Finally, should the amendment fall and subsection (3) remain unaltered, does the Minister expect Government decisions under this heading to be subject to the normal processes of judicial review? If a local authority felt that a ministerial decision was unreasonable, even allowing for the flexibility granted under the Bill, could it still ask the court for a view on whether the Government had acted unreasonably or on the basis of demonstrably faulty information? It would reassure me if the Minister were to say that the normal procedures would remain in place. In certain circumstances, local authorities may wish to avail themselves of that important backstop.
I hope that the Minister will be able, perhaps with advice, to answer some of those questions. If he cannot answer them now, perhaps he will do so in correspondence.
Mr. Peter Luff (Mid-Worcestershire): I am grateful for the chance to speak in this debate. The Minister will recall that I expressed particular concern on Second Reading about the issues covered by amendment No. 1, because Worcestershire county council and I regard subsection (3) as probably the most offensive part of the Bill. My hon. Friend the Member for Westmorland and Lonsdale (Mr. Collins), who speaks for the official Opposition, was mild-mannered and courteous in making his objections. I am tempted to be rather more robust in order to reflect the concerns of my county council.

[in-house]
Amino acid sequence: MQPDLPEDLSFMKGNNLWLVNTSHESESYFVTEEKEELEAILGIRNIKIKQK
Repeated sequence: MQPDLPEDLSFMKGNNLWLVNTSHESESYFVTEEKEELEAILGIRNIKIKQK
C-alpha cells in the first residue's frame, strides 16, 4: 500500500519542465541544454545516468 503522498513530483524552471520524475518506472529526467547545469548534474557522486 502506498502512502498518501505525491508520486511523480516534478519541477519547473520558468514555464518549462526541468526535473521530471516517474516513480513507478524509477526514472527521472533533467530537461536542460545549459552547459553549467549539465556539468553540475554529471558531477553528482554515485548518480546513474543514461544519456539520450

The Minister will recall that I paraphrased the explanatory notes on Second Reading. That paraphrase goes to the heart of the amendment, which I strongly support, because it would leave out those quite extraordinary powers. Will the Minister reassure Worcestershire county council and me that the arbitrary powers granted by Bill have a well-founded precedence? I was interested to note that, on winding up on Second Reading, the Minister said that the provisions replicated provisions elsewhere in local government formulae and funding arrangements. If that is so, my objection is more difficult to sustain. However, my county council feels that those provisions will clearly and arbitrarily allow different criteria to be used for different parts of the country.
Of particular concern to the county council is proposed subsection (3)(b), which states:
''may vary a determination by a further determination.''
In other words, a grant can be held back and not paid for an indefinite number of years. The Minister could arbitrarily decide to reduce a previously announced grant to zero, leaving the county with no money at all. That may be an extreme case, but it seems remarkable that we should grant the Minister such arbitrary powers. I urge him to consider whether he needs them and whether, on reflection, he could accept amendment No. 1.